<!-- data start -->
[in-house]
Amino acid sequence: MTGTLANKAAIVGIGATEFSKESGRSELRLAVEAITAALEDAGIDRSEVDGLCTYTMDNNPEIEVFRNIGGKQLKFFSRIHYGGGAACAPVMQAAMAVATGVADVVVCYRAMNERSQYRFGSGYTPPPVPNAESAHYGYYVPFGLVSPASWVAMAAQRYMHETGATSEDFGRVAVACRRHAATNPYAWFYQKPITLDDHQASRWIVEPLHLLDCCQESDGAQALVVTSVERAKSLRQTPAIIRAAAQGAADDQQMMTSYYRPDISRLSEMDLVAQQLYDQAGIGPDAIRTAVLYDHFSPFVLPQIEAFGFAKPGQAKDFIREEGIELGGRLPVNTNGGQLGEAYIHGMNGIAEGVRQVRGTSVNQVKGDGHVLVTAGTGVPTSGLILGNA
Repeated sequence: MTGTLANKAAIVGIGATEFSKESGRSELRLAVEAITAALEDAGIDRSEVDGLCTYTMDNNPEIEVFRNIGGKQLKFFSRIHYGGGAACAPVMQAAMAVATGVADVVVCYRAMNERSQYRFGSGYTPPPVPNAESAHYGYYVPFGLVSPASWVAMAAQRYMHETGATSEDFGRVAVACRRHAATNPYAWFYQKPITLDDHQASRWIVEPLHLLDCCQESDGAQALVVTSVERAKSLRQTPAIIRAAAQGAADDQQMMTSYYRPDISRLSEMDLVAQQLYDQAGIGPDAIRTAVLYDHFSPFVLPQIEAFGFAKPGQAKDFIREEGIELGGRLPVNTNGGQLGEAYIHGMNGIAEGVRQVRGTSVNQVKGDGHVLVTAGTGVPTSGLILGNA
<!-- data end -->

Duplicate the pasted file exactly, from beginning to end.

[in-house]
Amino acid sequence: MTGTLANKAAIVGIGATEFSKESGRSELRLAVEAITAALEDAGIDRSEVDGLCTYTMDNNPEIEVFRNIGGKQLKFFSRIHYGGGAACAPVMQAAMAVATGVADVVVCYRAMNERSQYRFGSGYTPPPVPNAESAHYGYYVPFGLVSPASWVAMAAQRYMHETGATSEDFGRVAVACRRHAATNPYAWFYQKPITLDDHQASRWIVEPLHLLDCCQESDGAQALVVTSVERAKSLRQTPAIIRAAAQGAADDQQMMTSYYRPDISRLSEMDLVAQQLYDQAGIGPDAIRTAVLYDHFSPFVLPQIEAFGFAKPGQAKDFIREEGIELGGRLPVNTNGGQLGEAYIHGMNGIAEGVRQVRGTSVNQVKGDGHVLVTAGTGVPTSGLILGNA
Repeated sequence: MTGTLANKAAIVGIGATEFSKESGRSELRLAVEAITAALEDAGIDRSEVDGLCTYTMDNNPEIEVFRNIGGKQLKFFSRIHYGGGAACAPVMQAAMAVATGVADVVVCYRAMNERSQYRFGSGYTPPPVPNAESAHYGYYVPFGLVSPASWVAMAAQRYMHETGATSEDFGRVAVACRRHAATNPYAWFYQKPITLDDHQASRWIVEPLHLLDCCQESDGAQALVVTSVERAKSLRQTPAIIRAAAQGAADDQQMMTSYYRPDISRLSEMDLVAQQLYDQAGIGPDAIRTAVLYDHFSPFVLPQIEAFGFAKPGQAKDFIREEGIELGGRLPVNTNGGQLGEAYIHGMNGIAEGVRQVRGTSVNQVKGDGHVLVTAGTGVPTSGLILGNA